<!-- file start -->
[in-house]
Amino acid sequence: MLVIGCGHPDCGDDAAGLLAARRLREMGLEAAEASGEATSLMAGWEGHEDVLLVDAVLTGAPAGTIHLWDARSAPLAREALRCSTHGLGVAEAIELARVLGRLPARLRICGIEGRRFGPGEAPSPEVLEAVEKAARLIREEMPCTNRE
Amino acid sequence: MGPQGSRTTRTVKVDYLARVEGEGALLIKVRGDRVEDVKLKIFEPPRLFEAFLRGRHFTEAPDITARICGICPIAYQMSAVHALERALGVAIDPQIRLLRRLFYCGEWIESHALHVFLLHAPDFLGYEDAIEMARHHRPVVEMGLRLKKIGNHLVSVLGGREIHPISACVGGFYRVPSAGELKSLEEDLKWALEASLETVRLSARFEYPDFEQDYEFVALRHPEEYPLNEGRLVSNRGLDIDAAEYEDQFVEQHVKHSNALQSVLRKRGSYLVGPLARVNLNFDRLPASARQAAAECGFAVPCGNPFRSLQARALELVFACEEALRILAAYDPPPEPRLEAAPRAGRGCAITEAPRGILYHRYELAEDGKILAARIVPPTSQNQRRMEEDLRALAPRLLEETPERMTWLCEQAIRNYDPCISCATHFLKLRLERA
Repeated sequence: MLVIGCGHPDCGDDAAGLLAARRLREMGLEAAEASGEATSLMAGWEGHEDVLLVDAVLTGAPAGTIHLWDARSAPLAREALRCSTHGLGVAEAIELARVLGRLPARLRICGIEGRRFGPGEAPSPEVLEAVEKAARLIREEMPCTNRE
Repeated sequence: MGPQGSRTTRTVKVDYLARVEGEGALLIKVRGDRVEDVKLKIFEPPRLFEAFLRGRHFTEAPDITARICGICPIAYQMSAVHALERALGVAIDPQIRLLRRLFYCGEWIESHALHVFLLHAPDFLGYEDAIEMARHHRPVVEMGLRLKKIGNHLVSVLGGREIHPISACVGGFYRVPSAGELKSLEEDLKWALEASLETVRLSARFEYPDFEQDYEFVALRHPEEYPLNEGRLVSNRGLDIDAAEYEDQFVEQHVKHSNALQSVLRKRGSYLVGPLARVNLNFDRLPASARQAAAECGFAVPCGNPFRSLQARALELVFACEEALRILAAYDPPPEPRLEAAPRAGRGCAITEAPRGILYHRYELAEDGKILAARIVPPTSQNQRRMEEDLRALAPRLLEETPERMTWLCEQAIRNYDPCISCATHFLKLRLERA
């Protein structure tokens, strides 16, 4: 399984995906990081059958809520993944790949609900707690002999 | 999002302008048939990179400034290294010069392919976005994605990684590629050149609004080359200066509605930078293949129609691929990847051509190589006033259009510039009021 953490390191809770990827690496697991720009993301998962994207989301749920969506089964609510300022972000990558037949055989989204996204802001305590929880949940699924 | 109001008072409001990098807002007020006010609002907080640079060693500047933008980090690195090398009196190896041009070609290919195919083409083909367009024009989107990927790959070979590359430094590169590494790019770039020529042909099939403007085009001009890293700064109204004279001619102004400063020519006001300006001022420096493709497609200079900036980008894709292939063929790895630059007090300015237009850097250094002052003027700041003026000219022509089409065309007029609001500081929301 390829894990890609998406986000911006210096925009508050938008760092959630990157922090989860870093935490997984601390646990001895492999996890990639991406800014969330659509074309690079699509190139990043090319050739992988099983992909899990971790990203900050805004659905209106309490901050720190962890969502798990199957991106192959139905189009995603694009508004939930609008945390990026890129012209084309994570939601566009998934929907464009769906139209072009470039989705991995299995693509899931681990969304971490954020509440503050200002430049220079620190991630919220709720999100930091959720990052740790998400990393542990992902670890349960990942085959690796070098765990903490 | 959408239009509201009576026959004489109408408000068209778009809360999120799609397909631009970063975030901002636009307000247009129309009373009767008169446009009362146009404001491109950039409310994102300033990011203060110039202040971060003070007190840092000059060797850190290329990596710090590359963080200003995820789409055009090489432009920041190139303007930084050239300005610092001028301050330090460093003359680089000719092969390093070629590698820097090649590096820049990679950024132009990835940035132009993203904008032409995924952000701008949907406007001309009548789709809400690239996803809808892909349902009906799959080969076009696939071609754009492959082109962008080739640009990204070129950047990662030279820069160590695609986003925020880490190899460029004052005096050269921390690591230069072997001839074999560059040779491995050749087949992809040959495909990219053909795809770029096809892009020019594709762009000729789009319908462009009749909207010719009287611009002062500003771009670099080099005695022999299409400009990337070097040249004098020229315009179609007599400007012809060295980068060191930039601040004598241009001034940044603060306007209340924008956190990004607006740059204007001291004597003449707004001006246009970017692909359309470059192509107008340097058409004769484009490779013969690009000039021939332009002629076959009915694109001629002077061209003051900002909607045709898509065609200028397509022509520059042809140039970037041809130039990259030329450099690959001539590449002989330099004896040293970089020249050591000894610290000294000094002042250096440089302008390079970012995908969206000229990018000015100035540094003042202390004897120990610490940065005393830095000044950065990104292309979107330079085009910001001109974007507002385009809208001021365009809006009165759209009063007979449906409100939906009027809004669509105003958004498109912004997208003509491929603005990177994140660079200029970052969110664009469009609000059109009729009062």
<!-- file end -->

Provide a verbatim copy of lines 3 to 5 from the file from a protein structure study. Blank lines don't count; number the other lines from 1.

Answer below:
Amino acid sequence: MGPQGSRTTRTVKVDYLARVEGEGALLIKVRGDRVEDVKLKIFEPPRLFEAFLRGRHFTEAPDITARICGICPIAYQMSAVHALERALGVAIDPQIRLLRRLFYCGEWIESHALHVFLLHAPDFLGYEDAIEMARHHRPVVEMGLRLKKIGNHLVSVLGGREIHPISACVGGFYRVPSAGELKSLEEDLKWALEASLETVRLSARFEYPDFEQDYEFVALRHPEEYPLNEGRLVSNRGLDIDAAEYEDQFVEQHVKHSNALQSVLRKRGSYLVGPLARVNLNFDRLPASARQAAAECGFAVPCGNPFRSLQARALELVFACEEALRILAAYDPPPEPRLEAAPRAGRGCAITEAPRGILYHRYELAEDGKILAARIVPPTSQNQRRMEEDLRALAPRLLEETPERMTWLCEQAIRNYDPCISCATHFLKLRLERA
Repeated sequence: MLVIGCGHPDCGDDAAGLLAARRLREMGLEAAEASGEATSLMAGWEGHEDVLLVDAVLTGAPAGTIHLWDARSAPLAREALRCSTHGLGVAEAIELARVLGRLPARLRICGIEGRRFGPGEAPSPEVLEAVEKAARLIREEMPCTNRE
Repeated sequence: MGPQGSRTTRTVKVDYLARVEGEGALLIKVRGDRVEDVKLKIFEPPRLFEAFLRGRHFTEAPDITARICGICPIAYQMSAVHALERALGVAIDPQIRLLRRLFYCGEWIESHALHVFLLHAPDFLGYEDAIEMARHHRPVVEMGLRLKKIGNHLVSVLGGREIHPISACVGGFYRVPSAGELKSLEEDLKWALEASLETVRLSARFEYPDFEQDYEFVALRHPEEYPLNEGRLVSNRGLDIDAAEYEDQFVEQHVKHSNALQSVLRKRGSYLVGPLARVNLNFDRLPASARQAAAECGFAVPCGNPFRSLQARALELVFACEEALRILAAYDPPPEPRLEAAPRAGRGCAITEAPRGILYHRYELAEDGKILAARIVPPTSQNQRRMEEDLRALAPRLLEETPERMTWLCEQAIRNYDPCISCATHFLKLRLERA